Fed Dissenters Just Don't Do It Like They Used To

Once upon a time not too long ago, a Fedbasher like me had to strong-arm a hoe... sorry. Two years ago, I said to leave the Federal Reserve alone and I was serious. Richard Fisher was talking shit about people back then, which made him totally endearing (I hope you didn't think I was into the Murrays pomade) but I'm kind of disturbed by the rallying together at this point.

Not what I paid for. Maybe there is some contractual or moral obligation not to rip on the Fed chairman when the dude is swirling down the drain but I liked it better when they were bitchfighting amongst themselves.


Kocherlakota and Fisher joined Charles Plosser of the Philadelphia Fed in posing the most opposition to a FOMC decision in almost 19 years. They took issue with the FOMC’s pledge to hold interest rates near zero at least until mid-2013, preferring instead to maintain a commitment to do so for an unspecified “extended period.”

“I think very highly of Ben, admire him, appreciate his style, find him totally honest and inclusive, and also respectful of others’ principles and views,” Fisher, president of the Dallas Fed, wrote in response to an e-mail from the Wall Street Journal.

The Wall Street Journal published the statements by Fisher and Kocherlakota during the blackout period which typically follows FOMC meetings. Minneapolis Fed spokeswoman Patti Lorenzen and Alexander Johnson, a spokesman at the Dallas Fed, said the comments about Bernanke didn’t violate the blackout because they did not pertain to macroeconomic developments or monetary policy issues.

In Dissents Pose New Test for Bernanke, the Journal explains how Minneapolis Fed's Narayana Kocherlakota and Philly's Chuck Plosser handled this situation:

Narayana Kocherlakota, president of the Minneapolis Fed, echoed Mr. Fisher's praise for the "outstanding chairman," noting in a brief written response to a question from The Wall Street Journal about Mr. Bernanke's leadership that he "actively cultivates the expression of disparate views, and that dialogue leads to better monetary policy choices for the United States." He also didn't comment on the meeting, but said that while he dissented "on this occasion," he has high regard for his Fed colleagues.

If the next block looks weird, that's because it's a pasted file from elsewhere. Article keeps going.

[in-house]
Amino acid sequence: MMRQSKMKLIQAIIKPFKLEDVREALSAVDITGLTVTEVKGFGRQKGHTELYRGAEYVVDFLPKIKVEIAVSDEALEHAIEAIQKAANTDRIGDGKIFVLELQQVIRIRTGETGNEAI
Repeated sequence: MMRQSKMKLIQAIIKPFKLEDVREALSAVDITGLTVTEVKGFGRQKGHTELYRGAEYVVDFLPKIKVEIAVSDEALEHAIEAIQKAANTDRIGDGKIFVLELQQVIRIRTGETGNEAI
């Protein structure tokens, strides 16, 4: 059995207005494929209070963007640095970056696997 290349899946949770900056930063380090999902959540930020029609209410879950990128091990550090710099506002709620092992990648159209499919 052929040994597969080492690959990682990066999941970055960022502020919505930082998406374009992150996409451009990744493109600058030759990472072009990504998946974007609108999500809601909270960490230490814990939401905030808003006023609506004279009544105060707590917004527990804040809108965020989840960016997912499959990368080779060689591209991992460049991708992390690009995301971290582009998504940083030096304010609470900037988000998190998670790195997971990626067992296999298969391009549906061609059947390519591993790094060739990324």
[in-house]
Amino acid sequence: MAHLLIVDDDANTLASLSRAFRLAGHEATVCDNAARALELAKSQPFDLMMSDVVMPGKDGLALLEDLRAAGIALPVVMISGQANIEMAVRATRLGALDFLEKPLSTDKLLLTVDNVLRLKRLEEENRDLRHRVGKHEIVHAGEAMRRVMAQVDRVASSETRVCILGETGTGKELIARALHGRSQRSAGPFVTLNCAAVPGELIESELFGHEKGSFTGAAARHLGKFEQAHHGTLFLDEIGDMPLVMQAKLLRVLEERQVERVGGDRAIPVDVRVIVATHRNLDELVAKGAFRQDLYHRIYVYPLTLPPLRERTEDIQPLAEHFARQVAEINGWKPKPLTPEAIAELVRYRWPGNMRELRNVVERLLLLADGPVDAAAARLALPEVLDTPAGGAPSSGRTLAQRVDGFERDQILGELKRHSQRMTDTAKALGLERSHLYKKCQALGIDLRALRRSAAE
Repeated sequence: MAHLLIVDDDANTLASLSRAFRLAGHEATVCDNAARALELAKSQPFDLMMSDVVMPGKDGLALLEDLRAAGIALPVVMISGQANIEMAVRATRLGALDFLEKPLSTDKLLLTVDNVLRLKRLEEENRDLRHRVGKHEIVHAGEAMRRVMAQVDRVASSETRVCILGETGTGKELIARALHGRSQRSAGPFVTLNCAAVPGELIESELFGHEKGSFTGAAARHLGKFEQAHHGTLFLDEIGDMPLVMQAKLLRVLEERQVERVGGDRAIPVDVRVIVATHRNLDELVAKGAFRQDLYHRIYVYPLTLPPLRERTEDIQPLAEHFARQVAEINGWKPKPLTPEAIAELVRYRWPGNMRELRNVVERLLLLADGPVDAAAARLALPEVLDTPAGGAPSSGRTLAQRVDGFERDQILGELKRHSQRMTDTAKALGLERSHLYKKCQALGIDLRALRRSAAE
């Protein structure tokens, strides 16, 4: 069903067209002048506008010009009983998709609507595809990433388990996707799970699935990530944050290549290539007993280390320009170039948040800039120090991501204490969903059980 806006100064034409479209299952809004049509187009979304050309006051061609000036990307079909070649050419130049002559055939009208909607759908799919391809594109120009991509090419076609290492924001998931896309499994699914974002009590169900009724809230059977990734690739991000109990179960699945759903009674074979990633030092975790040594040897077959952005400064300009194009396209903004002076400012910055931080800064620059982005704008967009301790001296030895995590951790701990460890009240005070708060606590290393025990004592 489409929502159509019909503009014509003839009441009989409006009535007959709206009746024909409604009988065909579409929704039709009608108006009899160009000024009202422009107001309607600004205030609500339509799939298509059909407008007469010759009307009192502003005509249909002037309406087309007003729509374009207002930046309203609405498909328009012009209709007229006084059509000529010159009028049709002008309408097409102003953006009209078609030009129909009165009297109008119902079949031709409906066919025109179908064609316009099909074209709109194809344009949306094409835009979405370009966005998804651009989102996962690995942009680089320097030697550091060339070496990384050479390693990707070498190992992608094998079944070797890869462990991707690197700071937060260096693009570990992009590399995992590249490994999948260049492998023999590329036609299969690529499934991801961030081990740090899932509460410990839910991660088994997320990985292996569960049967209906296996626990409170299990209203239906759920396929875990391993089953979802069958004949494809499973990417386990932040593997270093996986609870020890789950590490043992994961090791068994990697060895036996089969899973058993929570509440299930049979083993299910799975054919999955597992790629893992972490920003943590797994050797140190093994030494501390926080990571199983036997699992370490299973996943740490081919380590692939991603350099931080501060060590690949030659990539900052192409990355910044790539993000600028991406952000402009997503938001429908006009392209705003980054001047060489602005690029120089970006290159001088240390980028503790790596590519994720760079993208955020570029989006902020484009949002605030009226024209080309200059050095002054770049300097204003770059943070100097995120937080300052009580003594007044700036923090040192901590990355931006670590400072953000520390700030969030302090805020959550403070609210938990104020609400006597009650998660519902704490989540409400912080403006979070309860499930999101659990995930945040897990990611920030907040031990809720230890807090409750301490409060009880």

The third dissenter, Charles Plosser, president of the Philadelphia Fed, declined to comment.

God forbid one of them have the balls to come out and call Bernanke a bitch in public. It's a thoughtful tactic for distancing themselves from the consequences of "until 2013" but we all saw what they did there. You can't praise your fearless leader in public to cover up trashing his policies behind closed doors to please everyone.

I, for one, am horribly disappointed.

Jr Deputy Accountant

Some say he’s half man half fish, others say he’s more of a seventy/thirty split. Either way he’s a fishy bastard.


Anonymous said...

But as the pair again donned the cloak of crisis fighters, their efforts underscored what’s changed in the last three years. The men, battle-hardened and more experienced, now have little more than the power of persuasion. No longer can they muster the same range of policy tools and supporters they had in 2008 should the European crisis become an even greater menace to the U.S. economy.

chairmanben said...

Congress better approve the $1000 note. Or we're gonna need a lot more printers.